And I'm the same as you. I used to avoid taking trips the first year to let them work the kinks out, but quickly learned that the itineraries were at their best when new and as the designers designed them, before they got gutted and eventually became pale versions of themselves.

Sayhello
 

bonnielynn

DIS Veteran
Joined
Jan 15, 2005
A few years ago I did a little exercise comparing the cost several ABD trips to the cost of booking everything on your own: hotels, activities, transportation, and meals. The results were pretty consistent: on your own was usually 40% to 50% cheaper, but it was frequently difficult or impossible to do as much in the length of the trip as ABD did. There is a huge value in having your luggage and transportation, not having to plan all this on your own, and the guides being there at every stop to get you what you need or add to the experience. If I can find the old thread where those were posted, I'll link it here: https://www.disboards.com/threads/is-abd-worth-the-discussion-thread.3045636/page-8

In just over a month, I'll finally be going on my first ABD! So I thought it would be fun to give a new comparison with the trip I'll be on: Southern California and Disneyland, also known as Backstage Magic. I never did the comparison for this trip in the past, since many of the activities are impossible to do without ABD. Imagineering and the Disney Studios don't offer this level of behind the scenes tours to the general public, only through ABD and special events like D23. But now that I've spent more time in LA and visited Disneyland on my own, I'll try to create some similar days touring studios, visiting Hollywood landmarks, and having the best Disneyland day possible. With the disclaimer that this will probably be the most modified experience I've done, here is the breakdown for Backstage Magic.

ABD Backstage Magic, May 14-May 19, 2023
$4,199 per adult x 2 = $8,398

Hotels:

All hotels assume 1 Queen/King or 2 doubles, whichever is cheaper, and double occupancy.

Loews Hollywood Hotel, 2 nights = $705.94

Grand Californian, 3 nights = $2,393.82

Hotel Total = $3,099.76

Transportation

For this section, I will assume you're renting a car from the first day to arriving at the Grand Californian, then taking a private transfer back to LAX on your last day.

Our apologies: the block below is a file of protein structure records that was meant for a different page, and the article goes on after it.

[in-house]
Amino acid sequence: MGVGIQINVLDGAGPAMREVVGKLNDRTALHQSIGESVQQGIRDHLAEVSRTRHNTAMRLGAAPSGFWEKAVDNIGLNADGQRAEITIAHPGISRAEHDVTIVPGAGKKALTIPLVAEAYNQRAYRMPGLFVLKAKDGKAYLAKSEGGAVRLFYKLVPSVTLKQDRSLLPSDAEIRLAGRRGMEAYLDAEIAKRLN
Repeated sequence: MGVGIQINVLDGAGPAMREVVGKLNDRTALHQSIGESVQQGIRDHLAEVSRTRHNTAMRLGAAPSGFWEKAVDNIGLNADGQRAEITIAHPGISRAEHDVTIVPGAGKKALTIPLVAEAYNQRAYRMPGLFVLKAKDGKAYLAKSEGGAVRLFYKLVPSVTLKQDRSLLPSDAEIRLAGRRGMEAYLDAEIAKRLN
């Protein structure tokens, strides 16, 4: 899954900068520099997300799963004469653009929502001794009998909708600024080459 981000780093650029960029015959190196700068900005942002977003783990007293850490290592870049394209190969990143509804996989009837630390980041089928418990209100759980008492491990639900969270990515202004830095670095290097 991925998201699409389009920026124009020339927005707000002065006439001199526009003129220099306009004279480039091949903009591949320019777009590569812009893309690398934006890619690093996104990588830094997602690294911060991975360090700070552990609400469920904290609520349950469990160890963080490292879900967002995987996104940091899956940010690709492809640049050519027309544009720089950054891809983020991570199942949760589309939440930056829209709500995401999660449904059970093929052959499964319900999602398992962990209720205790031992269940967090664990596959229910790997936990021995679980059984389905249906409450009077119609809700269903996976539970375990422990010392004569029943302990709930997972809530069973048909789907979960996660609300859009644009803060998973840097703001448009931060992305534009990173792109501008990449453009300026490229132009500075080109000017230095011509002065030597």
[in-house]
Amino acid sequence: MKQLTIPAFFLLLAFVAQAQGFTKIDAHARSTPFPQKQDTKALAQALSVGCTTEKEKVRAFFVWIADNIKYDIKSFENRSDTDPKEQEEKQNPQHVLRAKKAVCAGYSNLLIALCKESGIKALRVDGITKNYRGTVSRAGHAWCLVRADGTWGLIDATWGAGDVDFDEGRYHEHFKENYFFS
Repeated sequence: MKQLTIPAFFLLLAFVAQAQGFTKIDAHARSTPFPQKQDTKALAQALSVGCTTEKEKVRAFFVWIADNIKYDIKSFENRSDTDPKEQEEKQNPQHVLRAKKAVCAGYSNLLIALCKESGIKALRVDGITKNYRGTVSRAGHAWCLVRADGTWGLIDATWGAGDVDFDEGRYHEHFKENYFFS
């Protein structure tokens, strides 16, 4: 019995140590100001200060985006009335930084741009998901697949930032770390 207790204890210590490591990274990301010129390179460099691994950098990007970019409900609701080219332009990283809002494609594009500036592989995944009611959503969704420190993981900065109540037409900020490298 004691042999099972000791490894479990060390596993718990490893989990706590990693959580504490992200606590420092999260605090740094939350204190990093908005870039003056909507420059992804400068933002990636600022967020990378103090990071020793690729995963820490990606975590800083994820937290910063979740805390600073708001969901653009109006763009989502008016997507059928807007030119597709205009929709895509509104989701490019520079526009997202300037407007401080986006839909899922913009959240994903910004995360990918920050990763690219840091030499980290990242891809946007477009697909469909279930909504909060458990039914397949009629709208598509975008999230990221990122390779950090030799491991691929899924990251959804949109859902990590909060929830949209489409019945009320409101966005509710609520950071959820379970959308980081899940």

Car Rental, 3 days = $285

Ride from rental drop off back to Disneyland = $20

Transfer from Disneyland to LAX = $188

Parking at Loews Hollywood = $70

Parking around Los Angeles - $50

Transportation Total = $613

Meals (all prices are for 2):

Day 1
Welcome Dinner at Hotel: $110

Day 2:
Breakfast, hotel grab n go: $30
Lunch at Tam O'Shanter: $160

Day 3:
Breakfast, hotel grab n go: $30
Lunch, Studio Commissary: Not accessible to the public, but a similar meal in the area would be about $50
Dinner, Storytellers Cafe: $110

Day 4:
Breakfast, Jolly Holiday Bakery: $25
Lunch, Disneyland Restaurant: $80

Day 5:
Breakfast, Fiddler, Fifer & Practical Cafe: $25
Dinner, Disneyland restaurant: $120

Day 6
Breakfast, Grand Californian: $30

Food Total: $770

Activities:

Day 2:
TCL Theater and Hollywood Tour: $40
Jim Henson Company: Closed to the public, Paramount Studio VIP Tour is $398
Afternoon Outing: varies, estimate $100 for something around Hollywood

Day 3:
Disney Studios, Archives, Imagineering: you literally can't put a price on this, but let's assume $140 for a D23 membership and $458 for two D23 Expo passes. From there you have a chance at entering the studios, and will probably see some cool artifacts at the expo, but it's not guaranteed access.
Disneyland 4 Day, Park Hopper Ticket with Genie+: $1000 (exactly)

Day 4:
Walk in Walt's Footsteps Tour: $218
Fantasmic Dining Package (closest thing to reserved seating): $120
Additional Lightning Lanes: $40

Day 5:
DCA Tour: Not available to book, so I will substitute with a massage at the Grand Californian: $600
World of Color Dining Package: $148
Additional Lightning Lanes: $70

Activities Total: $3,332

Summary
Hotel Total: $3,099.76
Transportation Total: $613
Meals Total: $770
Activities total: $3,332

Grand Total: $7,814.76

Price Difference: $8,398 - $7,814.76 = $583.24

Things included in ABD but not included in booking on your own:

2 Guides familiar with the area acting as your personal concierge
Behind the scenes access at the Studios, Archives, Imagineering, and the parks that you cannot buy outside of the trip.
Luggage service at all hotels and the airport
Private transportation that does not involve driving yourself or any public transit
Several private meals at the restaurants mentioned above
Separate activities for children

My observations:

In these reports I normally like to mention if I think ABD is worth the extra cost: Given how expensive Los Angeles and Disneyland can be on their own, plus the behind the scenes access, this trip is a no brainer. For even stronger evidence, it's the first trip I'm going on and I'm paying the single supplement. Still well worth the price.

Since you only transfer hotels once, and the second half of the trip is all within walking distance, the luggage service and transportation is less of a deal here, but still convenient.

LA and Disneyland have some fantastic food, so I'm glad there are a decent number of on your own meals rather than group dining experiences. The catered meals can often have limited menus and aren't the best food quality, but on this trip I think Disney did a great job planning those.